The Thresher Shark
This incredible ‘little’ shark is quite extraordinary. What makes it unique is the evolution of its tail fin, into a killing machine. We are extremely blessed to have sighted one on one of our trips out with African Shark Eco-Charter’s this season. Following on from the last blog, False Bay offers an array of shark life, and included in this list is the Thresher.
This Shark is also known as the Fox Shark, obviously due to its over-sized tail fin (Caudal Fin), which actually usually grows up to the entire length of the Sharks body!
Typically there are three types of Thresher Sharks:
1) Pelagic Thresher
2) Bigeye Thresher
3) Common Thresher
However scientist are almost convinced there is a fourth species, yet this is still a mystery, as with most facts regarding sharks, and only time will tell if a fourth species is to be confirmed. When we look at the origin of this shark, we are surrounded by yet again more mystery, but the closest known relative of the Thresher, is said to be the Megamouth Shark. This makes the Shark even more unique and unusual.
Reaching maturity between the ages of 8 and 13 years, these sharks have been known to live to around 22 years, although again, scientists believe they can live much longer than that, it just has not yet been verified.
So let’s talk about what makes this shark so unique and special, apart from the mystery that surrounds it.
Firstly, as with all sharks their amazing adaptions to their environment continue to astound us, especially the sensory features. This shark has a very special ability, called the ‘heat exchanger system’. They are called endoderm’s, meaning they have thermoregulation, producing heat through either enhancing their metabolism or through muscle shivering. This ability is naturally on top of the regular electro impulses that allow them to detect other living creatures though electrical impulse.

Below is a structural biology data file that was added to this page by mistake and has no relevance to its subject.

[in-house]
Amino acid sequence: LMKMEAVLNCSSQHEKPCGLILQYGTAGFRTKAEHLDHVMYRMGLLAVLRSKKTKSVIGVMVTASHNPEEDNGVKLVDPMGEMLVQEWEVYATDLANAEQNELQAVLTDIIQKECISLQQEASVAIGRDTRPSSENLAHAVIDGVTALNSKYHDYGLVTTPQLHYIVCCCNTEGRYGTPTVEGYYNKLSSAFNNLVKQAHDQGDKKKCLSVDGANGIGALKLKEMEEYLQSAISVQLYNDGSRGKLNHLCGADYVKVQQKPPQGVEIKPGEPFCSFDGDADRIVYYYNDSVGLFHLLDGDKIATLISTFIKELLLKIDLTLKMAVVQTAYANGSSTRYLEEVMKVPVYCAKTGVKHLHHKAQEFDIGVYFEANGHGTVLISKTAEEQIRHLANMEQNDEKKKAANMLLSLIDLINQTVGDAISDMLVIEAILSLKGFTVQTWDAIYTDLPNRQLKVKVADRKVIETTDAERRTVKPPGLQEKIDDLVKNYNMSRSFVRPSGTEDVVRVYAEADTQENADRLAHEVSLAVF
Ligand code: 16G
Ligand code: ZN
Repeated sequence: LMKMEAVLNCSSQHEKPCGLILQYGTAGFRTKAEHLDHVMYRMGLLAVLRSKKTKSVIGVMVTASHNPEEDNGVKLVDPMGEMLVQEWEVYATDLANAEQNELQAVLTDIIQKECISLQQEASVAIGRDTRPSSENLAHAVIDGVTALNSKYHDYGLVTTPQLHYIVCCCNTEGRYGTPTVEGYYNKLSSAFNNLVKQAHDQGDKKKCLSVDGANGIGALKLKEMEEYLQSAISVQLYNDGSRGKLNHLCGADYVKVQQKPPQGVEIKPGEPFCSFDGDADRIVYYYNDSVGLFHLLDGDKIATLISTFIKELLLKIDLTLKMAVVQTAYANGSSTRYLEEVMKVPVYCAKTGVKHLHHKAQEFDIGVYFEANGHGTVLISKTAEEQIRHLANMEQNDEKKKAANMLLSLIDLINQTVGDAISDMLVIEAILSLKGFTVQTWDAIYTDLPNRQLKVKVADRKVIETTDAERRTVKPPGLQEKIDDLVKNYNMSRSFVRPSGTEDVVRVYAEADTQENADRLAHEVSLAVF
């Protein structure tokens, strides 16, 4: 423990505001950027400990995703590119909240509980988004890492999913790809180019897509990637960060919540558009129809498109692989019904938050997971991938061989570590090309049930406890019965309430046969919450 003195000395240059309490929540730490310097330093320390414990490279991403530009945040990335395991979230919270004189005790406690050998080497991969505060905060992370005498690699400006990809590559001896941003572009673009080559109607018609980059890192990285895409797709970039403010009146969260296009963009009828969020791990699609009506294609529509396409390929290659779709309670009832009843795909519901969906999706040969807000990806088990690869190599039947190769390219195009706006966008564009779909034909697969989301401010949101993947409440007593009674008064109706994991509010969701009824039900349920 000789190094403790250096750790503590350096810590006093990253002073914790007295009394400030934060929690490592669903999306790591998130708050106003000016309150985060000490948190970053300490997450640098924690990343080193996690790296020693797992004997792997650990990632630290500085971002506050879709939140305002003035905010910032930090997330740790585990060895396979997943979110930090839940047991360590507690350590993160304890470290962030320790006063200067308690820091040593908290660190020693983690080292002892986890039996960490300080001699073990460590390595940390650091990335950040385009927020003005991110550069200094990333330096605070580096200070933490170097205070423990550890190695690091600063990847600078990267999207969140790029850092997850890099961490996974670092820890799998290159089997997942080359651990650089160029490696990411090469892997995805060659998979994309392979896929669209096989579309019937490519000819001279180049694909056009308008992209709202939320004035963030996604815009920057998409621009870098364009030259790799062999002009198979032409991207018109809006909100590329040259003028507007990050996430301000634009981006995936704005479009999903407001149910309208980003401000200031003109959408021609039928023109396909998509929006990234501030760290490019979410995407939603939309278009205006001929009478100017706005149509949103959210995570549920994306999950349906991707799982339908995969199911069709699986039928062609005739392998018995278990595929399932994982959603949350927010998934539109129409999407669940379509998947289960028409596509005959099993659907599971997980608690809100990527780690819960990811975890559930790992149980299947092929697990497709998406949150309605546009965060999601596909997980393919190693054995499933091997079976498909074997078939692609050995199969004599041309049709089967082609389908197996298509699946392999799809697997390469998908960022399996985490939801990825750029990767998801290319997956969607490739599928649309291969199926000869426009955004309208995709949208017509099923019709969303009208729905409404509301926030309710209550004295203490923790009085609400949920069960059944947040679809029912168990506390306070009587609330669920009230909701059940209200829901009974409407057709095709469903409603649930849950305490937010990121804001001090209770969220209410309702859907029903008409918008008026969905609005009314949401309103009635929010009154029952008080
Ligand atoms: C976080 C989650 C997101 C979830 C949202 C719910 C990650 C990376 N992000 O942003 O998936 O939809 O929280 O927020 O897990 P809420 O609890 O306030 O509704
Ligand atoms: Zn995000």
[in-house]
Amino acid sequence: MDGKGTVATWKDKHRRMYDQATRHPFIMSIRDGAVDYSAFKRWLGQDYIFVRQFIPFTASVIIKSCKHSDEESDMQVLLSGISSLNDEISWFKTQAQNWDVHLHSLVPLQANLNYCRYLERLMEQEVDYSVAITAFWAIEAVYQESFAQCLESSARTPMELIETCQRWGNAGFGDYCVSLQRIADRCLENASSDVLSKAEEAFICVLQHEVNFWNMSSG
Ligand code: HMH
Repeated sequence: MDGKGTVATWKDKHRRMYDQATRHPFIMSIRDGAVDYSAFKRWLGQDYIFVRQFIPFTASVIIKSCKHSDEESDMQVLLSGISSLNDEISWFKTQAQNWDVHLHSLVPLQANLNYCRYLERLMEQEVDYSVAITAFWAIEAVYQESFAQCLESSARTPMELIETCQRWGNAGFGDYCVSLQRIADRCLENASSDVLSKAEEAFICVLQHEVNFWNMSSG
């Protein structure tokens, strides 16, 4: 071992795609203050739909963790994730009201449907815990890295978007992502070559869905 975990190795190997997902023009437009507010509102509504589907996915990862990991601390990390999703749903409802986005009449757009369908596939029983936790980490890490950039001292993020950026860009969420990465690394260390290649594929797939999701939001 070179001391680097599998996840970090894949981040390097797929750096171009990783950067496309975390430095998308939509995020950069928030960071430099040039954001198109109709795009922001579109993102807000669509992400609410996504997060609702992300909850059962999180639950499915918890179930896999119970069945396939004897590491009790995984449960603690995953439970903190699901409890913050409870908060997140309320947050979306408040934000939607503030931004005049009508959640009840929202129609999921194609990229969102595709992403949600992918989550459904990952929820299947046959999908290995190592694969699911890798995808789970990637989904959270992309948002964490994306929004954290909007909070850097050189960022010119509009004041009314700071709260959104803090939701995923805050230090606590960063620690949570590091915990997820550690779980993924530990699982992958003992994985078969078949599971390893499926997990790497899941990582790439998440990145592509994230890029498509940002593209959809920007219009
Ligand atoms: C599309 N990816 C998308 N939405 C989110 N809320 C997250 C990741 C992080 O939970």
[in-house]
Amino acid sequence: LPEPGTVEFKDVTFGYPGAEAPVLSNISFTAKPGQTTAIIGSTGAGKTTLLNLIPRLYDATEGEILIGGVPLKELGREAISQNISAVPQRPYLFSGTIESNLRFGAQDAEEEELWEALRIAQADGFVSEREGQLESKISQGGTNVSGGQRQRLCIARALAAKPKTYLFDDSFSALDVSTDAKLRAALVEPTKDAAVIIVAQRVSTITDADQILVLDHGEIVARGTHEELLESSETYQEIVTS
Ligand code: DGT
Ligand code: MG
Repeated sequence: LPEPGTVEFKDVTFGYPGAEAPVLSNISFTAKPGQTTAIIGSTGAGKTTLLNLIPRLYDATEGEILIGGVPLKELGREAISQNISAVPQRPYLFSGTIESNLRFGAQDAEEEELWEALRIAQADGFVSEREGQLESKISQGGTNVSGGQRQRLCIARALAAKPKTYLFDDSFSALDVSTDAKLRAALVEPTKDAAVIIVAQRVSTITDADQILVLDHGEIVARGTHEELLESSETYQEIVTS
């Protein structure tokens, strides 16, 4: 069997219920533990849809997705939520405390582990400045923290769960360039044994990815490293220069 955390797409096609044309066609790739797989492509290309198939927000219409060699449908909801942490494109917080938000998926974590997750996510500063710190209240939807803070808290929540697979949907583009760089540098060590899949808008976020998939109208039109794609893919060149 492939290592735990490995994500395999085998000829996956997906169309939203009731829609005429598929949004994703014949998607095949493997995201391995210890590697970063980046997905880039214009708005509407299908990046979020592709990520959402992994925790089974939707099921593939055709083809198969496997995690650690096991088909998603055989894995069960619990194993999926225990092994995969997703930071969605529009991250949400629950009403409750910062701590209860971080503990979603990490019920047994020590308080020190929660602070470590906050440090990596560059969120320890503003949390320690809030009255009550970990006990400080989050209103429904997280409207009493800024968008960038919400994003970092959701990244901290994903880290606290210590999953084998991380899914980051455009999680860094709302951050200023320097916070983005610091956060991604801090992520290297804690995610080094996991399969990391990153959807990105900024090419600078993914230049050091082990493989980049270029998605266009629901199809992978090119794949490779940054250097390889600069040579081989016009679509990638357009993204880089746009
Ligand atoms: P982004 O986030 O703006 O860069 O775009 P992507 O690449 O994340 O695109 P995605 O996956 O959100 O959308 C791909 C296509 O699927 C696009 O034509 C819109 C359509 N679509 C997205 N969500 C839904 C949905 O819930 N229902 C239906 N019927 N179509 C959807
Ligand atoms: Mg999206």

Secondly, their true uniqueness derives from the tail fin. Thresher Sharks use a hunting technique known as Tail Slapping! It is a highly evolved technique that allows them to stun, smack, or kill up to 7 fish at a time. The elongated tail fin moves in deadly motion, attacking large schools of Fish in one swift smack, either stunning, or killing the prey. This saves the shark, both time and energy whilst hunting.
So next time you are on the water, and think you might have spotted a Thresher Shark, keep a close eye on the way they hunt, if you are lucky you will see them breach as well.